“I’m a firm be­liever that sim­ple is bet­ter. If you don’t com­bi­na­tion of 2 cups hot wa­ter, 1 ta­ble­spoon corn starch, 1/4 cup white vine­gar and 1/4 cup rub­bing al­co­hol. “I tested a bunch of recipes, and this one is hands­down the best for mir­rors and win­dows,” she says.

All-pur­pose cleaner: Sisco, at Real Sim­ple, rec­om­mends com­bin­ing 2 ta­ble­spoons lemon juice, 2 cups of wa­ter and 1/2 tea­spoon of castille soap, such as Dr. Bon­ner’s. For a stronger cleaner, she rec­om­mends mix­ing 1/2 cup vine­gar, 1/2 cup vodka, 10 to 20 drops of es­sen­tial oil and 1 need to have these so-called en­hance­ments, don’t buy them,” he said. “Does one re­ally need a re­frig­er­a­tor that keeps track of ev­ery­thing in it and tells you you are run­ning out of milk?”

AP writ­ers Joseph Pisani and Matt O’Brien in Las Ve­gas and Frank Ba­jak in Bos­ton con­trib­uted to this story. 1/2 cups wa­ter.

Car­pet cleaner: Sisco rec­om­mends blot­ting the stain then sat­u­rat­ing it with club soda. “The bub­bles will work the stain to the sur­face,” she says. Then coat it with a hefty dose of ta­ble salt, which will ab­sorb the stain, she says. “Then just vac­uum it up once it’s dry, maybe 12 hours later. It’s a good overnight clean­ing so­lu­tion, and great for wine and other stains. The key is to blot all ex­cess stain be­fore start­ing with club soda and salt.”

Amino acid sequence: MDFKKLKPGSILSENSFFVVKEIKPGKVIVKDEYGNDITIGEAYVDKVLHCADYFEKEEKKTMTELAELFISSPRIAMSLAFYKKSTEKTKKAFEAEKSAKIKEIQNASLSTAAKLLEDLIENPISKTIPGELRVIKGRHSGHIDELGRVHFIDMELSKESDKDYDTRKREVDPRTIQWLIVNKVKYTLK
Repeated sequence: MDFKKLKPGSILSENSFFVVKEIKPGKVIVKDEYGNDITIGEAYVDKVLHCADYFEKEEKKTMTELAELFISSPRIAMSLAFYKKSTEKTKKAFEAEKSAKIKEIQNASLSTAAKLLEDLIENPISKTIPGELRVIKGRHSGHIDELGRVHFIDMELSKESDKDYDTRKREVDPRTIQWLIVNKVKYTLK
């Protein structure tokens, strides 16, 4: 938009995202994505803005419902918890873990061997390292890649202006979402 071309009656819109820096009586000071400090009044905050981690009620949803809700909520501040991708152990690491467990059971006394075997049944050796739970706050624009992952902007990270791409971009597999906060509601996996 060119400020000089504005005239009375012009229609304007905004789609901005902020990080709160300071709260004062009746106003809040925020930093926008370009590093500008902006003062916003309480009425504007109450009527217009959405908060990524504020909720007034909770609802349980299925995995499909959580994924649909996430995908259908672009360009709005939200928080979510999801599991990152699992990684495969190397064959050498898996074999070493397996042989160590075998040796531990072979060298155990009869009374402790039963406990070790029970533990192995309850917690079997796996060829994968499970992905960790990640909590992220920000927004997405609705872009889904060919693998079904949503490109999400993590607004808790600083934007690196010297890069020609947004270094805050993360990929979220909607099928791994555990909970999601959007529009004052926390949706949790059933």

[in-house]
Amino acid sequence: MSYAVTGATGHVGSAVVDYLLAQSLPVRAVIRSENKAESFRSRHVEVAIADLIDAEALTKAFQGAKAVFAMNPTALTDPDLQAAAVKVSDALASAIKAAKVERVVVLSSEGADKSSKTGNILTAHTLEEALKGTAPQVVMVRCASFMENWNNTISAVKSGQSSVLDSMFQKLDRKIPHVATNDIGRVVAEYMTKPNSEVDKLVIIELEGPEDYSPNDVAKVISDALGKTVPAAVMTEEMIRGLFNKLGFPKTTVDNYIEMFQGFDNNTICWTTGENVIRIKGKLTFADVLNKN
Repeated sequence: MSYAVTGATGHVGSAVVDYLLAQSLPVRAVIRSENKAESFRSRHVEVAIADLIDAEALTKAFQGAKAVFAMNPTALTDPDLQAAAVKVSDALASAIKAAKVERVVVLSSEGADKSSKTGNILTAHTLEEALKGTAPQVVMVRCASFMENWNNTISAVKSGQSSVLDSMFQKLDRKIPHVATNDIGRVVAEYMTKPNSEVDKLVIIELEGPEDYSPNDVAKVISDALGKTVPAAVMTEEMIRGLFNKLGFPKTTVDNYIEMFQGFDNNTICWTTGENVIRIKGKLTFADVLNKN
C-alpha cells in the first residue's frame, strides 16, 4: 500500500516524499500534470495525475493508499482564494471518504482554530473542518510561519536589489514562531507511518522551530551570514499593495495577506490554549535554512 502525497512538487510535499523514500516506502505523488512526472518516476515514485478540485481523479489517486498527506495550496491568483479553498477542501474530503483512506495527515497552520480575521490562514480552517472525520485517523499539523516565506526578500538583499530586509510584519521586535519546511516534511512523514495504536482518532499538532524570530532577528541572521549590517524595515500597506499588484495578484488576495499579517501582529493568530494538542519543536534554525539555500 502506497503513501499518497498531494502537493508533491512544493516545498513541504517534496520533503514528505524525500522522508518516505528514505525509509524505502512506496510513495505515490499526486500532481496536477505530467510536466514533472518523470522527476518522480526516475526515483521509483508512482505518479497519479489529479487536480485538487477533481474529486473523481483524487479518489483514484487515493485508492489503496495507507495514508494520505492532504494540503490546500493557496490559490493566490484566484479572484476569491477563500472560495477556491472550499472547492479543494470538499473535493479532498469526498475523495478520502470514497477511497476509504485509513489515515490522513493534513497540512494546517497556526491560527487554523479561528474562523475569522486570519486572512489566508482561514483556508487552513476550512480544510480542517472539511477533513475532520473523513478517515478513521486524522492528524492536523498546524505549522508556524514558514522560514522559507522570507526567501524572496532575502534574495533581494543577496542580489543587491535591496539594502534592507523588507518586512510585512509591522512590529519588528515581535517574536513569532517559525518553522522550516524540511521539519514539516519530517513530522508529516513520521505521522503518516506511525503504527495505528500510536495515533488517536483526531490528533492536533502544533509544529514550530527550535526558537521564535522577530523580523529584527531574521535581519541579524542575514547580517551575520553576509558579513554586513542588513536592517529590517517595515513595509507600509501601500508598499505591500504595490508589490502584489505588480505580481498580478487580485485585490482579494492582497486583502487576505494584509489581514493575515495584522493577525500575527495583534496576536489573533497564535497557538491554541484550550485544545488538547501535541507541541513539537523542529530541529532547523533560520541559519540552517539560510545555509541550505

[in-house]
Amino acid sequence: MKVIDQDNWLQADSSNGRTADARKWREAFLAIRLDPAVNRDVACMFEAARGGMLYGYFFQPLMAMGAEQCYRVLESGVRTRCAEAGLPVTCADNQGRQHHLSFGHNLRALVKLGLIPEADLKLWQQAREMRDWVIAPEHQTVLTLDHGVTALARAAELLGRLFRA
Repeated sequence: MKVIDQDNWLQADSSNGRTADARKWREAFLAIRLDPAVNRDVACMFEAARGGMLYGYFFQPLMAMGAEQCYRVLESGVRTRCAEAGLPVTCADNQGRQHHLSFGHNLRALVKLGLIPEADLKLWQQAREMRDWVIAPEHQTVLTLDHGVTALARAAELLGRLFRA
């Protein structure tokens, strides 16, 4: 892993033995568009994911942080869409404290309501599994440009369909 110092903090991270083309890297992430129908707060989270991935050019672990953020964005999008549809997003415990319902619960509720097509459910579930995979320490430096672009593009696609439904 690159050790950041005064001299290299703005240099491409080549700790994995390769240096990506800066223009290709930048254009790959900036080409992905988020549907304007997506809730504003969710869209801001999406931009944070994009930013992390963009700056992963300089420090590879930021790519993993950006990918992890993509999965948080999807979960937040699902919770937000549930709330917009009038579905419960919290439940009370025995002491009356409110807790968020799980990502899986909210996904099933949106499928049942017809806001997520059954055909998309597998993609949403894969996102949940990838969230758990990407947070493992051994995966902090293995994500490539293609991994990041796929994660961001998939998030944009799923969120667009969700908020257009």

Whirlpool Cor­po­ra­tion and Yummly team up to cre­ate smart cook­ing ap­pli­ances through a se­ries of over the air up­dates to both prod­uct soft­ware and the Whirlpool and Yummly Guided Cook­ing brand apps, at the CES Un­veiled at CES In­ter­na­tional Sun­day, Jan. 6, 2019, in Las Ve­gas.


The com­pany’s Es­sen­tial Oils used in homemade clean­ing recipes.


The Bread­bot au­to­matic bread bak­ing ma­chine is on dis­play at the Wilkin­son Bak­ing Com­pany booth dur­ing CES Un­veiled at CES In­ter­na­tional, Sun­day, Jan. 6, 2019, in Las Ve­gas.


The Archibald e-gar­dener app, left, and Su­per Sen­sor, right, are on dis­play at the Con­nected Gar­den booth dur­ing CES Un­veiled at CES In­ter­na­tional, Sun­day, Jan. 6, 2019, in Las Ve­gas. The Su­per Sen­sor, over a 24-hour pe­riod, can an­a­lyze the soil, bright­ness and cli­mate and rec­om­mend types of plants ac­cord­ing to pref­er­ences.


Flo, de­signed by Moen to de­tect wa­ter leaks and wa­ter usage on for an en­tire home and show all the in­for­ma­tion on an app, is dis­played at the CES Un­veiled at CES In­ter­na­tional Sun­day, Jan. 6, 2019, in Las Ve­gas.


The Smart Video Door­bell is on dis­play at the Ne­tatmo booth dur­ing CES Un­veiled at CES In­ter­na­tional, Sun­day, Jan. 6, 2019, in Las Ve­gas. The door­bell al­lows the user to speak with vis­i­tors and mon­i­tor their home.


A man demon­strates the Ovis Suit­case at the For­wardX booth dur­ing CES Un­veiled at CES In­ter­na­tional, Sun­day, Jan. 6, 2019, in Las Ve­gas. The suit­case will au­to­mat­i­cally fol­low the user at their side as they walk


The com­pany’s reusableVIA glass clean­ing bot­tles avail­able in stores and on­line.